Written by: Salam Fayyad

What prompted me to write this article was a call made to me a few days ago by one of the correspondents of an international news agency, in which he asked about the validity of the impression of the high level of expectations of the Palestinian leadership with its upcoming meeting with the US president. I told him that I didn't know for sure, but I added hastily that there should not be even an illusion that Biden aims to do more than advise the Palestinian side to be more patient with the current state of affairs and that there is a looming "energy of relief" that must be prepared to exploit, especially since his administration, unlike its predecessor, is fully committed to the two-state solution. When talking about the Palestine cause, politicians make sure to stress the importance of living in dignity when talking about the people of Palestine.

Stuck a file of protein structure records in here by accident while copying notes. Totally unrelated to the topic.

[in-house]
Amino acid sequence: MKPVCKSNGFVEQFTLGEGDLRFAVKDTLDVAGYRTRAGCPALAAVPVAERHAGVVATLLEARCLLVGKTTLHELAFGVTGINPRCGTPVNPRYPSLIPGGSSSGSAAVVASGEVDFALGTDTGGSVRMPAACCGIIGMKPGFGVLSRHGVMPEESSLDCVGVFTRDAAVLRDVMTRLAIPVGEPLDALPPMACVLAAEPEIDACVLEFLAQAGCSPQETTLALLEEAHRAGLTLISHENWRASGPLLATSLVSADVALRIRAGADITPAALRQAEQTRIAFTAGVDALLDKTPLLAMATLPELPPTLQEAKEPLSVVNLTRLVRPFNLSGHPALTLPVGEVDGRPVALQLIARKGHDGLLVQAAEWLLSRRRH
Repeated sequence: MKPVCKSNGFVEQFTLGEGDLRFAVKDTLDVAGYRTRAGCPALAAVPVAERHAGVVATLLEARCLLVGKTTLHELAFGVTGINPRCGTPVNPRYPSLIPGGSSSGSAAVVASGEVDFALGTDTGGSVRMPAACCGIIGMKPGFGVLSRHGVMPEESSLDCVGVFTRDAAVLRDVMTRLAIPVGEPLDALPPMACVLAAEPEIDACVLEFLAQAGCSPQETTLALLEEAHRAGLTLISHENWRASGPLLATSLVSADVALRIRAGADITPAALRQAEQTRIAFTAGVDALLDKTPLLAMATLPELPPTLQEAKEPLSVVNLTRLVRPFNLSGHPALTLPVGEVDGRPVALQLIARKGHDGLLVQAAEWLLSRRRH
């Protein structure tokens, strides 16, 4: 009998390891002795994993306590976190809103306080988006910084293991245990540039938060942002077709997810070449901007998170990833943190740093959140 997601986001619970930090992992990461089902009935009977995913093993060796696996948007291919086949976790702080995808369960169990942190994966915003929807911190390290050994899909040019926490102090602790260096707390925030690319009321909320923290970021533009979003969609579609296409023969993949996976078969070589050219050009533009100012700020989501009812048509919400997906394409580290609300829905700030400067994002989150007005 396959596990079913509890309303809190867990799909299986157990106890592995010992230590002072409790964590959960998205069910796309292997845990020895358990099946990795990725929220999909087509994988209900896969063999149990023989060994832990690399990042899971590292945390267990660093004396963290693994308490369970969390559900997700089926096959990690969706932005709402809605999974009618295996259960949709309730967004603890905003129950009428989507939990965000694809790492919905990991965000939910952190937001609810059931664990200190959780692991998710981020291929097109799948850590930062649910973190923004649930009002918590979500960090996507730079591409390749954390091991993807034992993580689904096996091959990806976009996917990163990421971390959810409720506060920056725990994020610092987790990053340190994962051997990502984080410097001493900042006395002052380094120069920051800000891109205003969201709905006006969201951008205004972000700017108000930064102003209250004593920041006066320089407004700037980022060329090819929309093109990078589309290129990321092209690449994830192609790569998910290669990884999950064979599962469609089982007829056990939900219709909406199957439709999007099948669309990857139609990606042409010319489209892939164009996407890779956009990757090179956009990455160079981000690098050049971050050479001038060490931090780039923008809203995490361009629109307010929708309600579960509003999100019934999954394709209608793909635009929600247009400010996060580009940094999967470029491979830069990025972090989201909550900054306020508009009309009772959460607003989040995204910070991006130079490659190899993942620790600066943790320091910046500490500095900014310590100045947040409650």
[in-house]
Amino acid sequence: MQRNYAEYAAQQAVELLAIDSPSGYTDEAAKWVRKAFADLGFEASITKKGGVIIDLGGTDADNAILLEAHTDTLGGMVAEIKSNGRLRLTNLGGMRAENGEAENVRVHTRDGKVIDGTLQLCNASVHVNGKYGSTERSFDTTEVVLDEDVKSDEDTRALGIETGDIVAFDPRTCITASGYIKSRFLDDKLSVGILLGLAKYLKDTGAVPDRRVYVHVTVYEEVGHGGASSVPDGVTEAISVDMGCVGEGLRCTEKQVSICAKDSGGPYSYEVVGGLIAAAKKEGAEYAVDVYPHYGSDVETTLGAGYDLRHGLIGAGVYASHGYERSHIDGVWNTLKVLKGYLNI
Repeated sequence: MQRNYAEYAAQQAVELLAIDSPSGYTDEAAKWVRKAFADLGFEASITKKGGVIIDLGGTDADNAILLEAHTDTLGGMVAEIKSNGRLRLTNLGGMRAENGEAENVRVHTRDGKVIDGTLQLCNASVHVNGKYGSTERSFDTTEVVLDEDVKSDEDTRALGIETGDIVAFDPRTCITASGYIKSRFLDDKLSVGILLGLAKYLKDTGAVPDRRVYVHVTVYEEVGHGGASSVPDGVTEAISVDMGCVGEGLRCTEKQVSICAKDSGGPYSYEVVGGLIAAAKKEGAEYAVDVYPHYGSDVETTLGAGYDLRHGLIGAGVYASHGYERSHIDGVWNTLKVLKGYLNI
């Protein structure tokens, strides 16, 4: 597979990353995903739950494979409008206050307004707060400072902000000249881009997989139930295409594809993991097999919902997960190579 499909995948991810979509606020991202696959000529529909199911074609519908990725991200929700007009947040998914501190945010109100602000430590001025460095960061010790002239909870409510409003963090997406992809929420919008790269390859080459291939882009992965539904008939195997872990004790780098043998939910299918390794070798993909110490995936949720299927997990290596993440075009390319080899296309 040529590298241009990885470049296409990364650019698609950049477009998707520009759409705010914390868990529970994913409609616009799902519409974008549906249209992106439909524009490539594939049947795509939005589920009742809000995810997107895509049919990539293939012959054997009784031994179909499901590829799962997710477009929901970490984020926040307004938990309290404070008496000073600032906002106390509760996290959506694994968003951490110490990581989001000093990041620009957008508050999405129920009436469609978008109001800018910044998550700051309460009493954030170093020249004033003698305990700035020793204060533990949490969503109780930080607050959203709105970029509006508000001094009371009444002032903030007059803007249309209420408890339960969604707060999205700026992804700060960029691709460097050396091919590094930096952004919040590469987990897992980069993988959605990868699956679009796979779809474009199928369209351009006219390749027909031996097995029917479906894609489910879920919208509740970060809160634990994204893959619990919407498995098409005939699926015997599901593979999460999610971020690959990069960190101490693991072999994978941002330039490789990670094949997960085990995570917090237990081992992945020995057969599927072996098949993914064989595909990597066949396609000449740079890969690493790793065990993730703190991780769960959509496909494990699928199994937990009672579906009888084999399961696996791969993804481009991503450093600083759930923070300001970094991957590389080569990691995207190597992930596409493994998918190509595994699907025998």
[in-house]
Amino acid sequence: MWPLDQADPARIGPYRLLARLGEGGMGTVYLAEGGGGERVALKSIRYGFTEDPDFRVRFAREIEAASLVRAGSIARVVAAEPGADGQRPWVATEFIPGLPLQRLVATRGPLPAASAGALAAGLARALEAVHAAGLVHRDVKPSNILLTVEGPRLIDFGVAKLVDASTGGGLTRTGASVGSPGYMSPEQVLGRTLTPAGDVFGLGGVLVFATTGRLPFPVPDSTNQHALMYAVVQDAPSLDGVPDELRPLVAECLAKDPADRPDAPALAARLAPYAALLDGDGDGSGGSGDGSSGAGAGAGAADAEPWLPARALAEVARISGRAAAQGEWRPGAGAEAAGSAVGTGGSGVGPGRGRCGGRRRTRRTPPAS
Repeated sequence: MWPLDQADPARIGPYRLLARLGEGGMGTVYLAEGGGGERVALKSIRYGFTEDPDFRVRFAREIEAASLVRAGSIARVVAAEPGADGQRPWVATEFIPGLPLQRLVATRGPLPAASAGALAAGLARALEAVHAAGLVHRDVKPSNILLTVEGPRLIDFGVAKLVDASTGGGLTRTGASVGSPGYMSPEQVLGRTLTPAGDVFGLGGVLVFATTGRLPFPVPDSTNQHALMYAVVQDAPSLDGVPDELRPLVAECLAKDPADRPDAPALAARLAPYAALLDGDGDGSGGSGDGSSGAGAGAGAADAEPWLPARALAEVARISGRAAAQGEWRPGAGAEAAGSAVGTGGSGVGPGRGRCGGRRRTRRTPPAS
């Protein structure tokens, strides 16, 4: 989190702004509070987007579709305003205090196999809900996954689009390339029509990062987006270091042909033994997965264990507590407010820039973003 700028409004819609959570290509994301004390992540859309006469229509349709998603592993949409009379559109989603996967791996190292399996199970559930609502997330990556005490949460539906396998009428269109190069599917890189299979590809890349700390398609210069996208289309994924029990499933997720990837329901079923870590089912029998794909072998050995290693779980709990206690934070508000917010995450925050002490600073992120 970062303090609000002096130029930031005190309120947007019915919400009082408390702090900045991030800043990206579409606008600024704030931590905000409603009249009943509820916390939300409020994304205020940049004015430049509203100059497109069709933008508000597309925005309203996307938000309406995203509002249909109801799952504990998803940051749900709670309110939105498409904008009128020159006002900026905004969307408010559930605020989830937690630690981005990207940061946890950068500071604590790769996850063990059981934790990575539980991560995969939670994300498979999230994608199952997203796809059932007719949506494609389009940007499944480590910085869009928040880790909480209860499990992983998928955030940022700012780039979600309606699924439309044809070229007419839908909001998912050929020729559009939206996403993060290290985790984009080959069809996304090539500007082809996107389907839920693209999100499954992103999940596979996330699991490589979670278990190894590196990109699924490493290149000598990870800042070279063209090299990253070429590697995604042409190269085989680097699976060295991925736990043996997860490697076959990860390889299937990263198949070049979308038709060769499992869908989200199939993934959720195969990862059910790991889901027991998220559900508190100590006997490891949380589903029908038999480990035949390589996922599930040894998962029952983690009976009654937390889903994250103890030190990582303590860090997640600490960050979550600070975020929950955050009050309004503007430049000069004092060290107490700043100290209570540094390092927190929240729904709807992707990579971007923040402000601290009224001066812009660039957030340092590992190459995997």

Even if Biden added one sentence here and another there regarding the need to respect the status quo and to stop demolishing Palestinian homes, and even if he mentioned Sheikh Jarrah and Masafer Yatta, will any of this establish the belief, even for a moment, that we are on the threshold of entering a bright future that restores confidence in the ability of the so-called “peace process” that enables the Palestinians to establish their rights and achieve their aspirations? Of course not. The status quo is no longer a fixed one, but rather a permanently changing situation with continuous and non-stop Israeli changes, as well as demolition, displacement, killing and abuse. All of this coincided with the shift in the call to stop unilateral actions to mean exclusively the Palestinians’ reluctance to pursue Israel criminally on the international scene, without paying any attention, but rather with encouragement and support, especially by the previous US administration, for Israel in rooting its colonial occupation and its actual annexation of the Palestinian land it occupied in 1967.